There are no penalties per se for getting the ECCN wrong. However, exporting an item without a license, or exporting to restricted countries due to ECCN misclassification, can result in civil penalties under the EAR for violations. The maximum civil penalty is in excess of $300,000 per violation. Often, if a misclassification has been found, the problem may be systemic and the company can be liable for multiple violations at a steep cost.
What if I have additional questions?
Refer to the EAR for complete details, especially the CCL. Additionally, you can contact the Outreach and Educational Services Division of the BIS at (202) 482-4811 or the Western Regional Office at (949) 660-0144. The BIS can provide guidance and answer questions over the phone, but it can only provide definitive classifications for ECCNs by using the SNAP-R form.
ECTI offers extensive live seminars, e-seminars, and on-demand training on EAR and ITAR classification. We make it easy for you to be up-to-date and knowledgeable about the critical export regulation requirements and current changes that can impact your business. Check out our latest tools & resources here.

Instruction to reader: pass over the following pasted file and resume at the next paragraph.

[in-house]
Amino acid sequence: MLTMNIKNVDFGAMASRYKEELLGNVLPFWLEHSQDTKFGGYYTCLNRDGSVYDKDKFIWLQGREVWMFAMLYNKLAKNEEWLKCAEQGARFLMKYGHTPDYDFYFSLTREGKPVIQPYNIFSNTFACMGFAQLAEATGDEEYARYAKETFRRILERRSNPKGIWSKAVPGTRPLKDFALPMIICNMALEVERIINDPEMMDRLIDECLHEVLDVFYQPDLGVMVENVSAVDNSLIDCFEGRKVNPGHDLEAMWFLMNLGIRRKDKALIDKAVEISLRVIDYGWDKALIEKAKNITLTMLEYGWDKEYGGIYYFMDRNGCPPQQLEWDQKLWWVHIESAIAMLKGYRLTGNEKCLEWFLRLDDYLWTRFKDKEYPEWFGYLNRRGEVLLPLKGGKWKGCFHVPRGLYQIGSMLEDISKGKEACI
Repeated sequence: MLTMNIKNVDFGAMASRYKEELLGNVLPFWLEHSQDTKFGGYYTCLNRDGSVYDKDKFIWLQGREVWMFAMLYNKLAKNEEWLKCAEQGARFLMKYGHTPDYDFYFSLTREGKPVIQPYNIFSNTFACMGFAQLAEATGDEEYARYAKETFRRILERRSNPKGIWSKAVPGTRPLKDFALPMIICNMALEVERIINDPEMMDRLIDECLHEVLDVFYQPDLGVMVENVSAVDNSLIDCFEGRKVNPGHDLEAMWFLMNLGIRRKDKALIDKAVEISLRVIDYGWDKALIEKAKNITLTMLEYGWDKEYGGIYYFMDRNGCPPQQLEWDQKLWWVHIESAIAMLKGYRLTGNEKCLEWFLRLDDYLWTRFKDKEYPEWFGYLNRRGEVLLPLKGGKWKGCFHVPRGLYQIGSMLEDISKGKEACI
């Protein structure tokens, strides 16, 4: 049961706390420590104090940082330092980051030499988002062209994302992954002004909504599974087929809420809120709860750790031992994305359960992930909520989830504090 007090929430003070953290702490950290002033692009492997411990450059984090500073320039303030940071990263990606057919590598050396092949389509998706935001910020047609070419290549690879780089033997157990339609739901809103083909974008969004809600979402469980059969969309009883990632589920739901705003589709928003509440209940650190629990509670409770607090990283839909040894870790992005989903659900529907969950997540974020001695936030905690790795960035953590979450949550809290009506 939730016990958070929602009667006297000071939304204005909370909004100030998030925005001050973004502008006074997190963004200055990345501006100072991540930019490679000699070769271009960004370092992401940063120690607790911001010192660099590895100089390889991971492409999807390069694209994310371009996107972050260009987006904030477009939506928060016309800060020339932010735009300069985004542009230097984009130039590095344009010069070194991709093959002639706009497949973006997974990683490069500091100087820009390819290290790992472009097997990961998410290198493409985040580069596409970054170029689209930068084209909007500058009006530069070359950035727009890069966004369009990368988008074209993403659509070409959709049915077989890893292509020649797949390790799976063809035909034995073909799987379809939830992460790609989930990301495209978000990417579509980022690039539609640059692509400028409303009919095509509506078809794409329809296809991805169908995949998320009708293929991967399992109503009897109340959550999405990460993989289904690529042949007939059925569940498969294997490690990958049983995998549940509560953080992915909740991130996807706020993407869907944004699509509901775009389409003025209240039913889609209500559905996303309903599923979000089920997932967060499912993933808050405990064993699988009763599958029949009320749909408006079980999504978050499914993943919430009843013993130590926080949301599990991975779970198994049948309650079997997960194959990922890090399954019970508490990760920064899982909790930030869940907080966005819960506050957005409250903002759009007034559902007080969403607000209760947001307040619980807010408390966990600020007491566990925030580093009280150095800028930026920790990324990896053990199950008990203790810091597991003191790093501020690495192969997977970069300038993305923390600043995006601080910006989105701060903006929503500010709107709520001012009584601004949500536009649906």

If you have questions about how best to keep track of ongoing changes to export regulations that may affect your company’s export activities, ECTI is the place to start. We can help you easily stay current with changes to export regulations. Visit www.learnexportcompliance.com to learn about our company, our faculty, our staff and our esteemed Export Compliance Professional (ECoP®) certification program. To find upcoming e-seminars, live seminars, and live webinars and to browse our catalog of 80-plus on-demand webinars, visit our ECTI Academy. You also can call the Export Compliance Training Institute at 540-433-3977 for more information.
Scott Gearity is President of ECTI, Inc.